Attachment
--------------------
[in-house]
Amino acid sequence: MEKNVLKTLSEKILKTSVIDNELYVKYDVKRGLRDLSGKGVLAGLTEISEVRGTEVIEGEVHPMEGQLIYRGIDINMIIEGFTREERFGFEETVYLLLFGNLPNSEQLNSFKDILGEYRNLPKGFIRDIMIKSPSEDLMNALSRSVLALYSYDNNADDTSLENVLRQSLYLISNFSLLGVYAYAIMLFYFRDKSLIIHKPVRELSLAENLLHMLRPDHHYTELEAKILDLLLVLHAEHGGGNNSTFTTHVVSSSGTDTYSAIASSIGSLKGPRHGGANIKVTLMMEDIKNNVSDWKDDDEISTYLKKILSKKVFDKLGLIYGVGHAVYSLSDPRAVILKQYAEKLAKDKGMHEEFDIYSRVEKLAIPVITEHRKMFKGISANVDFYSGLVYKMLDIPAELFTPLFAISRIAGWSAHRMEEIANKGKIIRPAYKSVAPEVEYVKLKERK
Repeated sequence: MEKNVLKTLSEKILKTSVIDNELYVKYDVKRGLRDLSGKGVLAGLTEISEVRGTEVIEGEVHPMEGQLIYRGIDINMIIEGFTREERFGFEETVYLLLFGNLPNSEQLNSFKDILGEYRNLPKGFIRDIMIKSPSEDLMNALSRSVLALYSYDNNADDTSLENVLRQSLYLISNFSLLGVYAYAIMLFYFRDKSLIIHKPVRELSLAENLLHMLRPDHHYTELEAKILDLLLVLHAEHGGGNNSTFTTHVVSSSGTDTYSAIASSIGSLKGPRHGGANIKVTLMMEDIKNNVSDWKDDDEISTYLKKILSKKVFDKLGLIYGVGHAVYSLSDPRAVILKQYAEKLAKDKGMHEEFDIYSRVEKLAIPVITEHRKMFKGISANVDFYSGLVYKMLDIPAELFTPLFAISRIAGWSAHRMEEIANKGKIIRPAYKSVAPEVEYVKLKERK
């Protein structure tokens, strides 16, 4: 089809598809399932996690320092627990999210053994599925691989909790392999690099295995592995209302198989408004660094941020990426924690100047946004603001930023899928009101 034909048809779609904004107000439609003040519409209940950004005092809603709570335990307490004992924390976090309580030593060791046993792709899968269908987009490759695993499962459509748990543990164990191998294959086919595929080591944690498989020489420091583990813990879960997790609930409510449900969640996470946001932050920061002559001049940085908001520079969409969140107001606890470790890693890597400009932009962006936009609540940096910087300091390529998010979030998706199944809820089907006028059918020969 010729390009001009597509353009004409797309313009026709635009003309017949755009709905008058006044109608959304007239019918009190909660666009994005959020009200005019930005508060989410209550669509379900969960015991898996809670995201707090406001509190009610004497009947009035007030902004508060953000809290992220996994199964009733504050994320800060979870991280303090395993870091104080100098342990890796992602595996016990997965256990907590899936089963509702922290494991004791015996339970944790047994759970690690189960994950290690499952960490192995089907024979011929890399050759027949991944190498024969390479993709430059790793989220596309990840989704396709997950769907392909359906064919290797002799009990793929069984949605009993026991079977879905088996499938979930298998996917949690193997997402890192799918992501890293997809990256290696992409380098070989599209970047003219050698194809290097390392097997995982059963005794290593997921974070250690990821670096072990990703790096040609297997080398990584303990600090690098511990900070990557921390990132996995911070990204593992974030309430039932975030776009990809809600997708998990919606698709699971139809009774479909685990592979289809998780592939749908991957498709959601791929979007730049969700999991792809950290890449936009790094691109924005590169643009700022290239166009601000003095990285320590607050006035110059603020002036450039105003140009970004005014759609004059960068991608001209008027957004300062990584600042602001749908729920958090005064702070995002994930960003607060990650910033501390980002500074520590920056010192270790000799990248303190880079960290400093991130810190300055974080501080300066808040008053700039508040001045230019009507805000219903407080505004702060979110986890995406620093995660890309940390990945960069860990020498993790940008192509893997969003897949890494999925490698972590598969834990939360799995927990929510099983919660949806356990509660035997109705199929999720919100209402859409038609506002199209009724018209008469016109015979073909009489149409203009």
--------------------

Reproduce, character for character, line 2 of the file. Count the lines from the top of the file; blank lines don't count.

Amino acid sequence: MEKNVLKTLSEKILKTSVIDNELYVKYDVKRGLRDLSGKGVLAGLTEISEVRGTEVIEGEVHPMEGQLIYRGIDINMIIEGFTREERFGFEETVYLLLFGNLPNSEQLNSFKDILGEYRNLPKGFIRDIMIKSPSEDLMNALSRSVLALYSYDNNADDTSLENVLRQSLYLISNFSLLGVYAYAIMLFYFRDKSLIIHKPVRELSLAENLLHMLRPDHHYTELEAKILDLLLVLHAEHGGGNNSTFTTHVVSSSGTDTYSAIASSIGSLKGPRHGGANIKVTLMMEDIKNNVSDWKDDDEISTYLKKILSKKVFDKLGLIYGVGHAVYSLSDPRAVILKQYAEKLAKDKGMHEEFDIYSRVEKLAIPVITEHRKMFKGISANVDFYSGLVYKMLDIPAELFTPLFAISRIAGWSAHRMEEIANKGKIIRPAYKSVAPEVEYVKLKERK